PUBLISHED : Thursday, 17 November, 2011, 12:00am
UPDATED : Thursday, 17 November, 2011, 12:00am


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The world's second-largest producer, Spain has been better known for the high volume rather than the high quality of wine it produces. This is changing - international wine critic Robert Parker has pointed to Spain as a rising star with innovative wines. For the wine lover, Spain still provides good quality and value for money. For those looking for alternatives to international grape varieties there is plenty of opportunity for discovery.

Regions include: Penedes

For a lower priced alternative to champagne, try cava made by the traditional method with secondary fermentation in the bottle. Grapes used are a blend of macabeo, parellada and xarello.


Many of the region's wines offer good value for money with wines made from garnacha and tempranillo grapes. Slightly more rustic in style compared to wines from Ribera del Duero.


Another extremely dry, arid region. The main red variety is the garnacha which does well in drought-like conditions. Wines are rich and dense with savoury notes. Compare a Priorat wine with a Chateauneuf du Pape from the Southern Rhone Valley for a comparative tasting.

Rias Baixas

In the northwestern region, the main white variety is the albarino. These are refreshing, vibrant, apricot-flavoured, floral wines with little oak influence. Try an albarino when you tire of sauvignon blanc.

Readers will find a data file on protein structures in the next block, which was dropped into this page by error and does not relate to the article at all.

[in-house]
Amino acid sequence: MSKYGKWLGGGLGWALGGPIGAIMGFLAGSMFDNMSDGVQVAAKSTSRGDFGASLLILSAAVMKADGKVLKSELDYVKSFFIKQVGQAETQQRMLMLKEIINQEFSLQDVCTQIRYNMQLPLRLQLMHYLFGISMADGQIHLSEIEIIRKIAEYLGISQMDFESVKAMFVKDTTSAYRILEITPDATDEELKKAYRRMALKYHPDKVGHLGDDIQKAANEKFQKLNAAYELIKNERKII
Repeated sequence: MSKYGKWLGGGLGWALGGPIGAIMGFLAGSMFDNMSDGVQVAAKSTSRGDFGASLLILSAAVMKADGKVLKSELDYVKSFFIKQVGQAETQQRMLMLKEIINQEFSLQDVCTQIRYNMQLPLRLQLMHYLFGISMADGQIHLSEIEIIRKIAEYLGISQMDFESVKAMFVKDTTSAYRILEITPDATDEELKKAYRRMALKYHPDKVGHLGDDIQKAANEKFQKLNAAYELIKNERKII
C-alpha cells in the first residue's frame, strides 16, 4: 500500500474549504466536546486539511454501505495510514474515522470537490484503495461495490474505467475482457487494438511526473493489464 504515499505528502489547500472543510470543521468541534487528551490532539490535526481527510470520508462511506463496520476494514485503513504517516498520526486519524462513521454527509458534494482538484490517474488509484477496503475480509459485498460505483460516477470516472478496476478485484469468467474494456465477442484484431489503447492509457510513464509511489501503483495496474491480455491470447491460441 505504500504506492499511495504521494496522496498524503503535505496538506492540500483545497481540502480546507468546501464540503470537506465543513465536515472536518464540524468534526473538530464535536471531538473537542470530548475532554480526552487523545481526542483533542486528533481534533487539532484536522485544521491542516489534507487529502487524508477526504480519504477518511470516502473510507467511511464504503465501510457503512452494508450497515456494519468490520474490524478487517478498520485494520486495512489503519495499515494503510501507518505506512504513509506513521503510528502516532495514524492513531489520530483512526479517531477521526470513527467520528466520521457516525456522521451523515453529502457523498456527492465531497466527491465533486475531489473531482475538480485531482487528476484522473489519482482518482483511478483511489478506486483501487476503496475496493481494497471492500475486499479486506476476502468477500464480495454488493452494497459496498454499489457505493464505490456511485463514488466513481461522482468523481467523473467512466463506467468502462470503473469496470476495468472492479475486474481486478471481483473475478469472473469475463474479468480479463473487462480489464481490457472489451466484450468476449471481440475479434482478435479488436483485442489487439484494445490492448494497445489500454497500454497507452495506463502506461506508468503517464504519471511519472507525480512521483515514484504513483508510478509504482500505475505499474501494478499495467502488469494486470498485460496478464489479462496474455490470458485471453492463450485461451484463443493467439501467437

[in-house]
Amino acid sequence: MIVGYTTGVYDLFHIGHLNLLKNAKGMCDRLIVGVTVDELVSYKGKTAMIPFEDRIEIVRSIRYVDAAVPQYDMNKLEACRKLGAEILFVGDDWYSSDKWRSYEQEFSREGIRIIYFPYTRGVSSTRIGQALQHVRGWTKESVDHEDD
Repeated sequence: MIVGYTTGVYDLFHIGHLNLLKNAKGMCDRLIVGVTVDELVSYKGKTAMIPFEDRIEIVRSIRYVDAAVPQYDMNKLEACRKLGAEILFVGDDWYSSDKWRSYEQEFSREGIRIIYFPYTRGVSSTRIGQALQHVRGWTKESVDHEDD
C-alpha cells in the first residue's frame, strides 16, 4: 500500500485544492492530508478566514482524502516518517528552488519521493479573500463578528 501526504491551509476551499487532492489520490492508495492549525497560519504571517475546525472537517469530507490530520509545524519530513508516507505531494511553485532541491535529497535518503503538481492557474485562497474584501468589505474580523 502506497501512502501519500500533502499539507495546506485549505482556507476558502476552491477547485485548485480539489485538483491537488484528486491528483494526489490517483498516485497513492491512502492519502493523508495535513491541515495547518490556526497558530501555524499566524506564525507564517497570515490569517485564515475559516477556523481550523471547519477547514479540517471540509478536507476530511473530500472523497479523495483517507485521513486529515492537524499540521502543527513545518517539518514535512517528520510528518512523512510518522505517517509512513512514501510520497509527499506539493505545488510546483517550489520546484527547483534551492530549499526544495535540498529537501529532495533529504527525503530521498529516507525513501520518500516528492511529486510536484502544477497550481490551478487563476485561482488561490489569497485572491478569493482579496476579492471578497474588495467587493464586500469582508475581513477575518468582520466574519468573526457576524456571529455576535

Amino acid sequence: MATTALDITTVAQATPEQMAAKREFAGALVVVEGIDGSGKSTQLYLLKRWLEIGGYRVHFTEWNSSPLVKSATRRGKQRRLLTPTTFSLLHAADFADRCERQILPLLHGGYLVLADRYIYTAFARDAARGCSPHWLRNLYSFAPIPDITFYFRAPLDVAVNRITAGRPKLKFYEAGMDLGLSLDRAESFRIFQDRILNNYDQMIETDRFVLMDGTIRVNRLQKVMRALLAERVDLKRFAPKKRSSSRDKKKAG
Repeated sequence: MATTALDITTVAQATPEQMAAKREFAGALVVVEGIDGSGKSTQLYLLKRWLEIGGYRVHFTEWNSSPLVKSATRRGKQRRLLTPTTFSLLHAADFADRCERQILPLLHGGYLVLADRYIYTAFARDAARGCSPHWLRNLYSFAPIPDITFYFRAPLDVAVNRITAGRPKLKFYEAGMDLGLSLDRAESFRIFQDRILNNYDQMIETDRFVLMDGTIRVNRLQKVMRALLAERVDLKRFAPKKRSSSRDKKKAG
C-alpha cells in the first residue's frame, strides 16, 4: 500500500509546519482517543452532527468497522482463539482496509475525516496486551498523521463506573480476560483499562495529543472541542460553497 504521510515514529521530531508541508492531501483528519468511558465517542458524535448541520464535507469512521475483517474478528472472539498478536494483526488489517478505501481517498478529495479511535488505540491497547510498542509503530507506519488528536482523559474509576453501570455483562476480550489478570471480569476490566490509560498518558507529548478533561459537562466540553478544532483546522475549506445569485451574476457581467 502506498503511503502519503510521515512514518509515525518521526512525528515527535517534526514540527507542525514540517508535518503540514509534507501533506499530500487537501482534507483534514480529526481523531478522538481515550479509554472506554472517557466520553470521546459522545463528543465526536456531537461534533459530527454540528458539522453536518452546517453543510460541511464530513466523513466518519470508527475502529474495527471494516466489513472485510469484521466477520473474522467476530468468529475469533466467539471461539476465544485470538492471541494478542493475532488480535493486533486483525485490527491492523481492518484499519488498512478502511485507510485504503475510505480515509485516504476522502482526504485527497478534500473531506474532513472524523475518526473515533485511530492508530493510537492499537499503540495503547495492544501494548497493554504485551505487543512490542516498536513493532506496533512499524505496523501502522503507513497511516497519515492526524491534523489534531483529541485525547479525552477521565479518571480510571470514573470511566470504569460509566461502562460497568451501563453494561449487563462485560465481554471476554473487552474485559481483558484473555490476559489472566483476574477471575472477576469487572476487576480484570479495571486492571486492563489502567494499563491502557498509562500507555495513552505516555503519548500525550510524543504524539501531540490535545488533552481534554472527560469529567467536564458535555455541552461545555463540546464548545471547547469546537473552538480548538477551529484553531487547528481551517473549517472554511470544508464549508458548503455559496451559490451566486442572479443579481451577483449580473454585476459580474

Ribera del Duero

Tempranillo-based wines are winning praise for their high quality and smart winemaking, and are tough competition for Bordeaux in price and quality. This region is known for its superstar winemakers and experimental winemaking.


Red wines are made from the tempranillo grape. These wines can be drunk young but are also suitable for long-term cellaring. Flavours are reminiscent of red berry and vanilla from the American oak used for maturation. White wines are made from viura (the local name for macabeo), and can be wonderfully creamy with nutty overtones.


An upcoming area producing tempranillo and garnacha. The region is extremely arid and vines have not succumbed to many vine pests and diseases. There are still vines more than 100 years old producing highly concentrated wines. Even luxury brand owner LVMH owns a vineyard in this region.